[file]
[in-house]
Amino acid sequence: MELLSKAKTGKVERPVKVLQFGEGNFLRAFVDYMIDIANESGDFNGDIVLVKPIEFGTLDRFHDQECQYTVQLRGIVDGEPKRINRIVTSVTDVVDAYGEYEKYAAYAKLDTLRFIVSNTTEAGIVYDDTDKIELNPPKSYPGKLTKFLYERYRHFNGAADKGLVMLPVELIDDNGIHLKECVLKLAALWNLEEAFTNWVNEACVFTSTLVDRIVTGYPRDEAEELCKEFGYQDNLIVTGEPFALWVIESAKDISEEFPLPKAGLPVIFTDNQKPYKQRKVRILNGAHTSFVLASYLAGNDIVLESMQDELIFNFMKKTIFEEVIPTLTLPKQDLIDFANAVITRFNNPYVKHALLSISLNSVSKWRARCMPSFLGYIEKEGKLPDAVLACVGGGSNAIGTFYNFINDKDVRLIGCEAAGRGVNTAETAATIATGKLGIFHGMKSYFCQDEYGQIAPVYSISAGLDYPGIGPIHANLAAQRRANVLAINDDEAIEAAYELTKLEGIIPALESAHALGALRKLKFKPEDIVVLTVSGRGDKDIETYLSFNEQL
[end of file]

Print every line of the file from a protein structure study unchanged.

[in-house]
Amino acid sequence: MELLSKAKTGKVERPVKVLQFGEGNFLRAFVDYMIDIANESGDFNGDIVLVKPIEFGTLDRFHDQECQYTVQLRGIVDGEPKRINRIVTSVTDVVDAYGEYEKYAAYAKLDTLRFIVSNTTEAGIVYDDTDKIELNPPKSYPGKLTKFLYERYRHFNGAADKGLVMLPVELIDDNGIHLKECVLKLAALWNLEEAFTNWVNEACVFTSTLVDRIVTGYPRDEAEELCKEFGYQDNLIVTGEPFALWVIESAKDISEEFPLPKAGLPVIFTDNQKPYKQRKVRILNGAHTSFVLASYLAGNDIVLESMQDELIFNFMKKTIFEEVIPTLTLPKQDLIDFANAVITRFNNPYVKHALLSISLNSVSKWRARCMPSFLGYIEKEGKLPDAVLACVGGGSNAIGTFYNFINDKDVRLIGCEAAGRGVNTAETAATIATGKLGIFHGMKSYFCQDEYGQIAPVYSISAGLDYPGIGPIHANLAAQRRANVLAINDDEAIEAAYELTKLEGIIPALESAHALGALRKLKFKPEDIVVLTVSGRGDKDIETYLSFNEQL